Preface:

For reference, let’s recap the basic rules of creating a small business logo:

1. The logo has 3 parts: the icon, the font, and the color palette.

 

2. These parts work together to tell your company’s brand story and to communicate your Brand Definition to your best clients. They are never meant to tell the story on their own.

 

3. Each part of the logo has a specific job. Now, we haven’t talked a lot about this yet, so let’s get down to it.

The 6 Jobs of Your Logo’s Icon

Many entrepreneurs think that the icon for their logo should be a picture that appeals to them personally. They go into the logo design process looking to create an icon with personal symbolic meaning, because they think that the icon’s job is to appeal to them personally as well as to look interesting.

This is a case of the icon’s job description not being well written. In a perfect world, entrepreneurs love their logo icons—and personally identify with their meaning. But, that’s the logo icon’s last, and least important, job. First, it must do several more important jobs for your company.

 

What could be more important than appealing to the person running the business?

 

After all, if you love your logo, there’s a good chance other people will see it and like it as well—and you want your logo to get compliments, right?

 

Wrong. At least, partially wrong. The logo icon’s main job is to tell your brand story through the visual meaning of the symbols it uses.

 

Your logo’s icon is a drawing or piece of art composed of symbols that have visual meaning. This visual meaning is called symbology, and it can help your logo to communicate with your customer.

 

There are two major types of symbols: abstract and representational. Abstract symbols are drawings that don’t necessarily look like a thing or object. They can be basic shapes such as circles, squares, triangles—even dodecahedrons—and swooshes. Representational symbols look like a thing, object, animal, or person.

 

An abstract symbol of a circle can be used to symbolize trust, completeness, or to highlight another foreground element. A representational symbol of a leaf can be used to represent nature, growth, health, or eco-friendliness. You can even layer these elements one on top of another—a leaf on a circular background, perhaps—to give your logo icon more visual meaning.

 

How do you decide which symbolic message your logo should send?

 

There’s a good chance that your company wouldn’t be best served by a logo that consists of a circle or leaf, but then, how do you decide what your logo should look like?

 

The message your icon communicates should tell the most important part of your business’s brand definition story. Your brand definition consists of who you are, what you do, what makes you different from your competition, and who you work best with. Usually, when you put your thoughts about these 4 elements down on paper, you find that you have some simple but compelling ideas about these areas of your business. And one or two are truly interesting from your customers’ point of view.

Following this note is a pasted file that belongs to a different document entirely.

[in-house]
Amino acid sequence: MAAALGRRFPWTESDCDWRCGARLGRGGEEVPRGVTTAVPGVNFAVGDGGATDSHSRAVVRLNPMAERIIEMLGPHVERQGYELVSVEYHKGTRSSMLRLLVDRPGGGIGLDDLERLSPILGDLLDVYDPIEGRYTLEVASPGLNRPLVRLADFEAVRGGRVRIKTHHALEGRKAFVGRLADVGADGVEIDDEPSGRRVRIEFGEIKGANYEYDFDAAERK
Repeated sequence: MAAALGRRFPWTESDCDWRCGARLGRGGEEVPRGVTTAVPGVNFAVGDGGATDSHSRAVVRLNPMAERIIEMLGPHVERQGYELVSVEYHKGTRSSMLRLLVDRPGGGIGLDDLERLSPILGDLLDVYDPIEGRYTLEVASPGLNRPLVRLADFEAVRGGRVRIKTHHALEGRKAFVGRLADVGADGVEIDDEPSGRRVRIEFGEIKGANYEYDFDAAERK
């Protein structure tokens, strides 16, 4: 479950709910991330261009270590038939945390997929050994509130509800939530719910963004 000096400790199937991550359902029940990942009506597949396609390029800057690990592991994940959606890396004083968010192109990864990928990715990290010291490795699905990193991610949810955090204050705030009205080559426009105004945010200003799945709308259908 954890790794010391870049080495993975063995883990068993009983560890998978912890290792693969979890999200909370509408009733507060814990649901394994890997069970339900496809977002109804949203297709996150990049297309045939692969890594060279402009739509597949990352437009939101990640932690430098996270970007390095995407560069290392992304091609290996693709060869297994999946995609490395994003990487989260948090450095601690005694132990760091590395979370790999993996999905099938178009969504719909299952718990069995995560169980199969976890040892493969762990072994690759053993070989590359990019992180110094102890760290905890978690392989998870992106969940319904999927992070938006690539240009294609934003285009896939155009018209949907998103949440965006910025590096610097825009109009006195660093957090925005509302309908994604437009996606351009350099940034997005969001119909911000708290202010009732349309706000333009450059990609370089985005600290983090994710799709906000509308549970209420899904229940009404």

Those thoughts are the foundation for what you want your logo to say. Just which symbols communicate your story is hard to say without knowing it, but once you have defined your brand and know which portions of it are really compelling for your customers, you can do some symbolic research (and there are plenty of books and websites about symbols) or hire a designer to translate that definition into symbols for you.

 

You said that the icon has several other jobs. What else does it have to do?

 

Your logo’s icon has a handful of other jobs. It has to be:

  • Memorable — it should stick in your customers’ minds. Your logo icon will become the face of your business, so you want to make sure it is easy to remember.  

 

  • Unique — so that your logo doesn’t look like any of your competitors’ logos. You don’t want to get confused with them—or sued for copyright infringement. 

 

 

  • Scalable — so that you can blow it up to the size of a billboard or shrink it down to the size of a postage stamp. This will enable you to use it across all of your marketing materials, regardless of size. 

 

 

  • Timeless — so that it doesn’t wind up looking dated or “cheesy” in a couple of years. This will ensure that you don’t have to redesign it just as your customers are getting to know and recognize it. 

 

 

  • Appealing — so that your customers like it and are pleased when they see it, and so that you can tolerate (notice, I didn’t say “love”) looking at it for years to come.

 

 

If your logo icon can accomplish these 6 jobs—in this order of importance—you’ll have a design that will work well for your company and help you connect with your customers.